> | in the GHC performance resource http://haskell.org/haskellwiki/Performance/GHC to explain why.
> | In general that page is where we should document user advice for performance in GHC.
> | >
> | > I can't explain why *adding* unused functions would change performance though!
> | >
> | > Simon
> | >
> | >
> | > _______________________________________________
> | > Glasgow-haskell-users mailing list
> | > [hidden email]
> | > http://www.haskell.org/mailman/listinfo/glasgow-haskell-users
> | >
>
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RE: cross module optimization issues

Simon Peyton Jones
The $f2 comes from the instance Monad (IterateeGM ...).
print_lines uses a specialised version of that instance, namely
        Monad (IterateeGM el IO)
The fact that print_lines uses it makes GHC generate a specialised version of the instance decl.

Even in the absence of print_lines you can generate the specialised instance thus

instance Monad m => Monad (IterateeGM el m) where
    {-# SPECIALISE instance Monad (IterateeGM el IO) #-}
        ... methods...

does that help?

Simon

| -----Original Message-----
| From: John Lato [mailto:[hidden email]]
| Sent: 28 November 2008 12:07
| To: Simon Peyton-Jones
| Cc: Neil Mitchell; [hidden email]; Don Stewart
| Subject: Re: cross module optimization issues
|
| Neil, thank you very much for taking the time to look at this; I
| greatly appreciate it.
|
| One thing I don't understand is why the specializations are caused by
| print_lines.  I suppose the optimizer can infer something which it
| couldn't otherwise.
|
| If I read this properly, the functions being specialized are liftI,
| (>>=), return, and $f2.  One thing I'm not sure about is when INLINE
| provides the desired optimal behavior, as opposed to SPECIALIZE.  The
| monad functions are defined in the Monad instance, and thus aren't
| currently INLINE'd or SPECIALIZE'd.  However, if they are separate
| functions, would INLINE be sufficient?  Would that give the optimizer
| enough to work with the derive the specializations on its own?  I'll
| have some time to experiment with this myself tomorrow, but I'd
| appreciate some direction (rather than guessing blindly).
|
| What is "$f2"?  I've seen that appear before, but I'm not sure where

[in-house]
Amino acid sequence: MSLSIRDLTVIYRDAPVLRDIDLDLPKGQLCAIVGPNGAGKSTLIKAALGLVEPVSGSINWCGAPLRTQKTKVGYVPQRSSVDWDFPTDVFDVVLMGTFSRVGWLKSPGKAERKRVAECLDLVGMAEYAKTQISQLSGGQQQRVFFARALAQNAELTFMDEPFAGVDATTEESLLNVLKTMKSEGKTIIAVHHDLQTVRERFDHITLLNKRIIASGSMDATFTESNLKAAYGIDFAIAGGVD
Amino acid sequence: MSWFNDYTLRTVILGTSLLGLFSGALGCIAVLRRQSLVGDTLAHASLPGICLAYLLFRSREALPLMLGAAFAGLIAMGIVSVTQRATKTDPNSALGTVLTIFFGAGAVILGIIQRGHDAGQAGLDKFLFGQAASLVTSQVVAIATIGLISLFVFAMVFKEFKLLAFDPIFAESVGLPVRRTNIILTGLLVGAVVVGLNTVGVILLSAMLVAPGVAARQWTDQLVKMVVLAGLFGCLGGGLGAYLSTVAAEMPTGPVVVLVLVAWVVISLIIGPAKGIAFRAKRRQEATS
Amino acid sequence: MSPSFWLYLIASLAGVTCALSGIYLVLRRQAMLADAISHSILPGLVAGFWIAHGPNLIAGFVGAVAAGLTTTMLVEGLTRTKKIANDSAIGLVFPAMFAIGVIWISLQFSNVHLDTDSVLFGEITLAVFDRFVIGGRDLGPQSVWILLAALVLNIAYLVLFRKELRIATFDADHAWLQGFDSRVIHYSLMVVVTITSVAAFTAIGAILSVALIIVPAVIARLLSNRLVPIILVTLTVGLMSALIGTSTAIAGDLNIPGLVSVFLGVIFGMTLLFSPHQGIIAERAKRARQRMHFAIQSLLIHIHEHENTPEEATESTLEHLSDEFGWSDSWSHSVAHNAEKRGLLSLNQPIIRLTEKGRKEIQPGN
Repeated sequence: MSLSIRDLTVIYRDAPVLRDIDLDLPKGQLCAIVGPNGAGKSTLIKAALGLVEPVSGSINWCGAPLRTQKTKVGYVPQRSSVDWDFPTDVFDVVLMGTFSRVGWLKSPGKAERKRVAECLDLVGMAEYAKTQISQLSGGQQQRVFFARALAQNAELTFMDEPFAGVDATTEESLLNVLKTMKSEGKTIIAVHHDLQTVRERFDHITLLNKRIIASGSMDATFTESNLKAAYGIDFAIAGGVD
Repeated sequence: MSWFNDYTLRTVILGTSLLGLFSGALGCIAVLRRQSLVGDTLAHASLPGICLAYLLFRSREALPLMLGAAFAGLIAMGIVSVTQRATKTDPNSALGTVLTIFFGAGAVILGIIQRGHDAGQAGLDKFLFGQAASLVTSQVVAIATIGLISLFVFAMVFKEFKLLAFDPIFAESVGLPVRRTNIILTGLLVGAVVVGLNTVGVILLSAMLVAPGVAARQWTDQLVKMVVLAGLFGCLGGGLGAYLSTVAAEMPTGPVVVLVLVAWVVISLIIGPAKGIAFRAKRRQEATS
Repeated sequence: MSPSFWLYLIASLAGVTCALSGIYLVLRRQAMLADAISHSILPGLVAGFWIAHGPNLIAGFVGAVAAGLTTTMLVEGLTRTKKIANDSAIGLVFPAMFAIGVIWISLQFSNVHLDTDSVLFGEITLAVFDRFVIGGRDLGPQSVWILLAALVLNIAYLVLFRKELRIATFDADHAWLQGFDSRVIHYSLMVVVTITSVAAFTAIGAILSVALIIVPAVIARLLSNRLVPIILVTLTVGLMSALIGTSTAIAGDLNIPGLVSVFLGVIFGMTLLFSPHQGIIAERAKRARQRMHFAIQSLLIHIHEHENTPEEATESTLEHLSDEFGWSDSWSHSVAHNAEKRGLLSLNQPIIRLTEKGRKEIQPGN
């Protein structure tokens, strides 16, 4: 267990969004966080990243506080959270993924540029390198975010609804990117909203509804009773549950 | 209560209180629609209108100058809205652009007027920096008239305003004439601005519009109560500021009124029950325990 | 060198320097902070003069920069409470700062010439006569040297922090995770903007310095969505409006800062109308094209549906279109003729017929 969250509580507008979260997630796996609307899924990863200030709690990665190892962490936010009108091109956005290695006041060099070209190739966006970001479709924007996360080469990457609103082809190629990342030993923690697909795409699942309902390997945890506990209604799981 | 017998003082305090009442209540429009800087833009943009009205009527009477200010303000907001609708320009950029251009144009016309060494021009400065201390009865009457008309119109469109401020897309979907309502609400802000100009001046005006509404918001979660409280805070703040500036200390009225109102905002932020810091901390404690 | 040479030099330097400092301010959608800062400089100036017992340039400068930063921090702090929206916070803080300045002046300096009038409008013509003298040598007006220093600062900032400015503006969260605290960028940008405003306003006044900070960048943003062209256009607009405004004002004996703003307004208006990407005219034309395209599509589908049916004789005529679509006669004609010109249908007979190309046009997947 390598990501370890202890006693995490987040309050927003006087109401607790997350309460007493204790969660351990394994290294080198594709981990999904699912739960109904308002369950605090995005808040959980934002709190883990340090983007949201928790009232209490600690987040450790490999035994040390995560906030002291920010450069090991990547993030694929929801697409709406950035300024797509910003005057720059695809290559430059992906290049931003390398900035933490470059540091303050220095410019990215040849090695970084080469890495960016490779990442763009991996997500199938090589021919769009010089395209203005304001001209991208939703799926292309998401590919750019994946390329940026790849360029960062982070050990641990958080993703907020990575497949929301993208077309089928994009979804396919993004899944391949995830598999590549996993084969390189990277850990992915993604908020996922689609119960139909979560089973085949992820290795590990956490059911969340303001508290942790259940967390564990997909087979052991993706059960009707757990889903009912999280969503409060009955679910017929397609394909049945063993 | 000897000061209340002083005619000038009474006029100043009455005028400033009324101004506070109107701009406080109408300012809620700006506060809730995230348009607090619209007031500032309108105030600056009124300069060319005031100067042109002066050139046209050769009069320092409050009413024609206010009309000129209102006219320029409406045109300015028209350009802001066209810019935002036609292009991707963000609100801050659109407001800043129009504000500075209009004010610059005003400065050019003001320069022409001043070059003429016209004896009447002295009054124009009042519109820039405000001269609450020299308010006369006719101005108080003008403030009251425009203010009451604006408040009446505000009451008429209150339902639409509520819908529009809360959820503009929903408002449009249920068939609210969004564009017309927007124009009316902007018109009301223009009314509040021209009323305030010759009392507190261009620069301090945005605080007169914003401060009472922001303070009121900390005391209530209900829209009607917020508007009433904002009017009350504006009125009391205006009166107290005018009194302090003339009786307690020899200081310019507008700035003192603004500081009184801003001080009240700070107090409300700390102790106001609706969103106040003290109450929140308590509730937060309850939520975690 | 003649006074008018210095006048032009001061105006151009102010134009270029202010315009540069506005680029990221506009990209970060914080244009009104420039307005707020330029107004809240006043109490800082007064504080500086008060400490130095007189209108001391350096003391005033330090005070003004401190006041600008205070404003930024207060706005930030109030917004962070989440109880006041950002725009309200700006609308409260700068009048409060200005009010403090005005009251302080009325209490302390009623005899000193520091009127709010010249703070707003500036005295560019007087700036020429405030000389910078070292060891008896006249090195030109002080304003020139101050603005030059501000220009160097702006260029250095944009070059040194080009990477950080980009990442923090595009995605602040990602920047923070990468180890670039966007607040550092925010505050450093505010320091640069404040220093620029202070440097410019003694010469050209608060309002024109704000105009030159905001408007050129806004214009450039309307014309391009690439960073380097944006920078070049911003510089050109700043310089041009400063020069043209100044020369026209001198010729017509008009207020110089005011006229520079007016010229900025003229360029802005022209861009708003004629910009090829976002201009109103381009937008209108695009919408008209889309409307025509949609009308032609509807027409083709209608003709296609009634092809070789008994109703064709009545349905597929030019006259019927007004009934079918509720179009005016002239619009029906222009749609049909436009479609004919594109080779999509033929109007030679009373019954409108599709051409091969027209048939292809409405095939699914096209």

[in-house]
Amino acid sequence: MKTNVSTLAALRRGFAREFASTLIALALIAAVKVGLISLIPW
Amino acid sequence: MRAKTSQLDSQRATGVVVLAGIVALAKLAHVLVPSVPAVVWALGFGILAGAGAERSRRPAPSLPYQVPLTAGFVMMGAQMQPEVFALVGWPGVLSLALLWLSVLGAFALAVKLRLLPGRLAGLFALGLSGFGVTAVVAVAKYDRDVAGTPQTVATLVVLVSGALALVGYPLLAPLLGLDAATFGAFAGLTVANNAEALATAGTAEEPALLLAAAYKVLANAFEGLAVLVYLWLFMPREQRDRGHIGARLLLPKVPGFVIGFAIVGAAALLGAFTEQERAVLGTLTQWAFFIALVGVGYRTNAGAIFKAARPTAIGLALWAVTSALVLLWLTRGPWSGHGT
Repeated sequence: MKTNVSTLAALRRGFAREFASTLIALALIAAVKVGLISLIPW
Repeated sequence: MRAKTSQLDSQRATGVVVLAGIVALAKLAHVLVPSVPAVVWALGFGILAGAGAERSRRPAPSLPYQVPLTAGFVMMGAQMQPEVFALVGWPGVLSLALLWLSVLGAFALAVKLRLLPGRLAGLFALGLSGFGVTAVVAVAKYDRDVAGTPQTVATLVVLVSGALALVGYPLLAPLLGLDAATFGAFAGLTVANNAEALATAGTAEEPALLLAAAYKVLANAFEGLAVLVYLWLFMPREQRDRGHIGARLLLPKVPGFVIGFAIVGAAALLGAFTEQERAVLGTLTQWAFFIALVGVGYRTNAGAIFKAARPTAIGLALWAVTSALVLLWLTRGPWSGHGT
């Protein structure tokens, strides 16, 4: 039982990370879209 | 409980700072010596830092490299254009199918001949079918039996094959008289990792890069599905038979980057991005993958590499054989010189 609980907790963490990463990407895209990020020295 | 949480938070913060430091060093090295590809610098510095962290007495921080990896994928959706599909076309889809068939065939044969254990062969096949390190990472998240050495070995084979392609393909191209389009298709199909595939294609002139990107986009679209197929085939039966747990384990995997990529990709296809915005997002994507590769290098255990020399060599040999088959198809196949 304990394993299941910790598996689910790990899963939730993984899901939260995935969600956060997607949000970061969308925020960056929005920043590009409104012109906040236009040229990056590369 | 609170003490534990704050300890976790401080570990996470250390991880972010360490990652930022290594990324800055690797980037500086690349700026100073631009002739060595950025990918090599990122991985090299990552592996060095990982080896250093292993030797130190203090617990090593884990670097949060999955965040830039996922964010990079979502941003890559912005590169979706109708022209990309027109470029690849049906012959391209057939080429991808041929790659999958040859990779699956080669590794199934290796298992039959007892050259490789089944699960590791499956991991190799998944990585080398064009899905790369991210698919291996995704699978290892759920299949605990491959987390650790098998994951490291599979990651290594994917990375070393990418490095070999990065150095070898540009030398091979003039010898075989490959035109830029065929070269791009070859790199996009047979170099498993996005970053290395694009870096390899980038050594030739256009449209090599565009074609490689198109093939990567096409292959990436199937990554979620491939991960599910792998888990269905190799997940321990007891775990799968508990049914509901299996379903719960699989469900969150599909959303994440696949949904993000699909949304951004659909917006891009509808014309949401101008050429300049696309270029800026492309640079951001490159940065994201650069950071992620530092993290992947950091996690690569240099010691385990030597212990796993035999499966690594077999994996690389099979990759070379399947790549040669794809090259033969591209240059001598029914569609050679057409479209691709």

| it comes from.
|
| Thanks,
| John
|
| On Fri, Nov 28, 2008 at 10:31 AM, Simon Peyton-Jones
| <[hidden email]> wrote:
| > The specialisations are indeed caused (indirectly) by the presence of print_lines.  If
| print_lines is dead code (as it is when print_lines is not exported), then there are no calls
| to the overloaded functions at these specialised types, and so you don't get the specialised
| versions.  You can get specialised versions by a SPECIALISE pragma, or SPECIALISE INSTANCE
| >
| > Does that make sense?
| >
| > Simon
| >
| > | -----Original Message-----
| > | From: Neil Mitchell [mailto:[hidden email]]
| > | Sent: 28 November 2008 09:48
| > | To: Simon Peyton-Jones
| > | Cc: John Lato; [hidden email]; Don Stewart
| > | Subject: Re: cross module optimization issues
| > |
| > | Hi
| > |
| > | I've talked to John a bit, and discussed test cases etc. I've tracked
| > | this down a little way.
| > |
| > | Given the attached file, compiling witih SHORT_EXPORT_LIST makes the
| > | code go _slower_. By exporting the "print_lines" function the code
| > | doubles in speed. This runs against everything I was expecting, and
| > | that Simon has described.
| > |
| > | Taking a look at the .hi files for the two alternatives, there are two
| > | differences:
| > |
| > | 1) In the faster .hi file, the body of print_lines is exported. This
| > | is reasonable and expected.
| > |
| > | 2) In the faster .hi file, there are additional specialisations, which
| > | seemingly have little/nothing to do with print_lines, but are omitted
| > | if it is not exported:
| > |
| > | "SPEC >>= [GHC.IOBase.IO]" ALWAYS forall @ el
| > |                                          $dMonad :: GHC.Base.Monad GHC.IOBase.IO
| > |   Sound.IterateeM.>>= @ GHC.IOBase.IO @ el $dMonad
| > |   = Sound.IterateeM.a
| > |       `cast`
| > |     (forall el1 a b.
| > |      Sound.IterateeM.IterateeGM el1 GHC.IOBase.IO a
| > |      -> (a -> Sound.IterateeM.IterateeGM el1 GHC.IOBase.IO b)
| > |      -> trans
| > |             (sym ((GHC.IOBase.:CoIO)
| > |                       (Sound.IterateeM.IterateeG el1 GHC.IOBase.IO b)))
| > |             (sym ((Sound.IterateeM.:CoIterateeGM) el1 GHC.IOBase.IO b)))
| > |       @ el
| > | "SPEC Sound.IterateeM.$f2 [GHC.IOBase.IO]" ALWAYS forall @ el
| > |                                                          $dMonad ::
| > | GHC.Base.Monad GHC.IOBase.IO
| > |   Sound.IterateeM.$f2 @ GHC.IOBase.IO @ el $dMonad
| > |   = Sound.IterateeM.$s$f2 @ el
| > | "SPEC Sound.IterateeM.$f2 [GHC.IOBase.IO]" ALWAYS forall @ el
| > |                                                          $dMonad ::
| > | GHC.Base.Monad GHC.IOBase.IO
| > |   Sound.IterateeM.$f2 @ GHC.IOBase.IO @ el $dMonad
| > |   = Sound.IterateeM.$s$f21 @ el
| > | "SPEC Sound.IterateeM.liftI [GHC.IOBase.IO]" ALWAYS forall @ el
| > |                                                            @ a
| > |                                                            $dMonad ::
| > | GHC.Base.Monad GHC.IOBase.IO
| > |   Sound.IterateeM.liftI @ GHC.IOBase.IO @ el @ a $dMonad
| > |   = Sound.IterateeM.$sliftI @ el @ a
| > | "SPEC return [GHC.IOBase.IO]" ALWAYS forall @ el
| > |                                             $dMonad :: GHC.Base.Monad
| > | GHC.IOBase.IO
| > |   Sound.IterateeM.return @ GHC.IOBase.IO @ el $dMonad
| > |   = Sound.IterateeM.a7
| > |       `cast`
| > |     (forall el1 a.
| > |      a
| > |      -> trans
| > |             (sym ((GHC.IOBase.:CoIO)
| > |                       (Sound.IterateeM.IterateeG el1 GHC.IOBase.IO a)))
| > |             (sym ((Sound.IterateeM.:CoIterateeGM) el1 GHC.IOBase.IO a)))
| > |       @ el
| > |
| > | My guess is that these cause the slowdown - but is there any reason
| > | that print_lines not being exported should cause them to be omitted?